SUP buyers guide

Not that long ago, it would have been rare to see a stand up paddle board (SUP) in the water. I know personally that when friends of mine started getting into SUPs, we used to give them a bit of stick over it. Funnily enough, a few years later I tend to hit the water more on my SUP than my surfboard!

Although it still takes time to master, the learning curve on using a SUP is a lot less steep than learning to surf. Admittedly, you would be best to learn to ride a SUP on flat water initially; it won’t take long to get in the ocean waves, if that is what you are looking to do.

But where do you start when it comes to choosing a stand up paddle board? Well, it really comes down to what type of paddling you want to do. You need to think about where you are most likely to be using your stand up paddle board. If you live close to a lake, it would make sense to buy a flat water SUP. Likewise, if you live near the ocean, a surfing SUP would be more suitable for you.

This SUP buyers guide will give you an insight into the different types of boards, which will allow you to make a better decision on what SUP would be best for you.

SUP buyers guide – Types of stand up paddle boards

All arounders

These type of boards are great for those that are just starting out on a SUP, or who need a board that can surf both small waves and paddle across flat water (such as lakes). They tend to come in lengths of 10 foot 6 inches (10’6”) to twelve foot (12’). Widths range from thirty inches (30”) to thirty six inches (36”). If you are looking mainly to paddle across lakes, then go as wide and long as possible, as this will give you the best stability. If you are looking to hit the surf, you want a shorter board that is not as wide.

Remember, these types of boards are not designed for extreme flat water racing, or large waves – they are designed so you can get the best of both worlds.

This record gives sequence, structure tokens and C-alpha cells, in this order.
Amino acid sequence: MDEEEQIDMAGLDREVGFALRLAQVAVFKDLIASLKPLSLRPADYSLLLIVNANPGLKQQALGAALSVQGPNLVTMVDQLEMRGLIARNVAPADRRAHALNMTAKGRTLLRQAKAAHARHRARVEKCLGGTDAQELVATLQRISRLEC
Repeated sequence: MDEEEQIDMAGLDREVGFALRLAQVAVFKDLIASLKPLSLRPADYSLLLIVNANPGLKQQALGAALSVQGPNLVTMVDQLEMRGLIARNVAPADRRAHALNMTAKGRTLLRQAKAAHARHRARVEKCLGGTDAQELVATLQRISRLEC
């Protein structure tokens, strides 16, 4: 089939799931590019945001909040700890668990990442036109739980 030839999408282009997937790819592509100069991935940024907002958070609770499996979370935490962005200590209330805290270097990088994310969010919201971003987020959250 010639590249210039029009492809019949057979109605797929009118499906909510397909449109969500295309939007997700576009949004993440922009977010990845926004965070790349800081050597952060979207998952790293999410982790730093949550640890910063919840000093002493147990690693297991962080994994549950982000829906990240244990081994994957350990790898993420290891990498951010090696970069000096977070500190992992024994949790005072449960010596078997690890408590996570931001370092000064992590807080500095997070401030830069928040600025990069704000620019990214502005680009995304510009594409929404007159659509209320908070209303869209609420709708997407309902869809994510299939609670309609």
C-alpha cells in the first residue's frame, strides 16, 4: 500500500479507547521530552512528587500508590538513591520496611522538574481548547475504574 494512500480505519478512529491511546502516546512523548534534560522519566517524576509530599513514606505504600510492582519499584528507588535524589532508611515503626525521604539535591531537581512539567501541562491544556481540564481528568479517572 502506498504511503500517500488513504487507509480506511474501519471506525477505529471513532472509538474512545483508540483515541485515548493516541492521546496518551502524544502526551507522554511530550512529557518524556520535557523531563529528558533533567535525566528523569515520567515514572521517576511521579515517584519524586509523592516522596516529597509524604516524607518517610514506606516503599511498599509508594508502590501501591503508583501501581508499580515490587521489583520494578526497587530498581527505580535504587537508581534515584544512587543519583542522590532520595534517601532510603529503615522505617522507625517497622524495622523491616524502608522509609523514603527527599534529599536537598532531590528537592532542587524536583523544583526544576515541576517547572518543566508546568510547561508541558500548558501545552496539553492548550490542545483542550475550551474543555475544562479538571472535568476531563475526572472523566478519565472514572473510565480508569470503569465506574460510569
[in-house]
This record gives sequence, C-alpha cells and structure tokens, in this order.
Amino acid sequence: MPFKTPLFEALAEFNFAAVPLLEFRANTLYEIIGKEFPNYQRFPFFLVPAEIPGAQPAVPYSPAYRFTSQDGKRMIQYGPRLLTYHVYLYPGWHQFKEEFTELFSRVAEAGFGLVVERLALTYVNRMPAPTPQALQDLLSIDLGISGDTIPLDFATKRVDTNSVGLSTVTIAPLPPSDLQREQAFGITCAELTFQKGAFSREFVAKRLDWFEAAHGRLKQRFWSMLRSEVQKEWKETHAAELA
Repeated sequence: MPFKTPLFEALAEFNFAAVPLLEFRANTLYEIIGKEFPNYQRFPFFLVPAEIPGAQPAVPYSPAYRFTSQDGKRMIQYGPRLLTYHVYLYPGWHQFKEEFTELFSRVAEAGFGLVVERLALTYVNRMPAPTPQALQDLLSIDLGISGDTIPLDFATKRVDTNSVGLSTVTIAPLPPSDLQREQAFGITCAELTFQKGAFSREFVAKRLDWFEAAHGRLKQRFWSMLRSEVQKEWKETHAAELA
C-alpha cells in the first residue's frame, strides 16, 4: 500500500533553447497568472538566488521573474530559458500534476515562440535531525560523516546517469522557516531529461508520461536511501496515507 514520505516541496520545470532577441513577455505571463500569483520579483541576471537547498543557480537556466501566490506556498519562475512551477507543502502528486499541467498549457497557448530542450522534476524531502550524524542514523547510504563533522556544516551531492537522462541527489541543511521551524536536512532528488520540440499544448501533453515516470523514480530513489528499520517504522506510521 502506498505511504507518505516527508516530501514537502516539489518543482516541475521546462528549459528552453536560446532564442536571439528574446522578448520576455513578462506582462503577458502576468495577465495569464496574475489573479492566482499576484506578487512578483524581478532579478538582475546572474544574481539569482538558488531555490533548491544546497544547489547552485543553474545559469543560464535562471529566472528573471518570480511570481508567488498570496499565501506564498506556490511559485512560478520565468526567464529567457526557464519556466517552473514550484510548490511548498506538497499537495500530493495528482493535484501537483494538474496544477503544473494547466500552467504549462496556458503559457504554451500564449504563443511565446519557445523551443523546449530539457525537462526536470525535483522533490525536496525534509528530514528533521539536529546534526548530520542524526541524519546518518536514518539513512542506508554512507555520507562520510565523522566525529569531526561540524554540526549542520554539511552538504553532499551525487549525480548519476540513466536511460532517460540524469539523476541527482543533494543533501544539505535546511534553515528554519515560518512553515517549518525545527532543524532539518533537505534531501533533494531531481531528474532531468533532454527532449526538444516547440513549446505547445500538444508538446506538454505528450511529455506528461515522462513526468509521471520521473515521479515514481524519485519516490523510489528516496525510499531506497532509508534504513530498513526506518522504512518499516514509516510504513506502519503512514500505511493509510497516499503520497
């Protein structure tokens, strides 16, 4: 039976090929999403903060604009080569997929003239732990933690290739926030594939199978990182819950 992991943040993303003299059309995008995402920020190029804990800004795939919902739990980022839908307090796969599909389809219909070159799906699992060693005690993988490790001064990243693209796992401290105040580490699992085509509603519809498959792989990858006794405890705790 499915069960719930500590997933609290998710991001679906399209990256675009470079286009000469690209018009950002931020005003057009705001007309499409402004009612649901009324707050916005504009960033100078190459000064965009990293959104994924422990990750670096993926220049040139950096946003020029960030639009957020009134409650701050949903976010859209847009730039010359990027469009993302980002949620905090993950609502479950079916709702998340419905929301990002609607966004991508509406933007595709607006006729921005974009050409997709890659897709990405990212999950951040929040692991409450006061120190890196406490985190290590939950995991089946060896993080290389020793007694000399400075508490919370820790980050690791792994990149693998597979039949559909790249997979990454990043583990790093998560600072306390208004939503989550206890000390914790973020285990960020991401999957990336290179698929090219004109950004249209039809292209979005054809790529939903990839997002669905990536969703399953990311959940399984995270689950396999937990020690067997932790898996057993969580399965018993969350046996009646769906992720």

SUP buyers guide recommendation: BIC Sport Dura-Tec Stand Up Paddleboard



Surfing SUPs

If you are looking to purely surf waves with your SUP, then you want to go shorter in length (anything less than 10 foot – 10’ – is a good starting point). If you are coming off a surfboard, then choosing a narrow board should be perfectly fine, but for those just starting out, you want a decent width to help with stability. Thirty—thirty two inch (30”-32”) would be an ideal starting point.

These boards tend to be based off their surfboard cousins in terms of design – lots of rocker (the curvature of the board toward the nose), narrow tails, and different fin configurations.



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Yoga sups

For those looking to get into stand up paddle board yoga (SUP Yoga), you are looking for a wide board for lots of stability. Ideally you want a fairly flat board with minimal rocker, and also a comfortable deck pad. Some Yoga SUPs have quite a square look – this makes them very stable in the water, but be aware it is not designed to paddle much more than out to suitable spot just offshore to practice your yoga.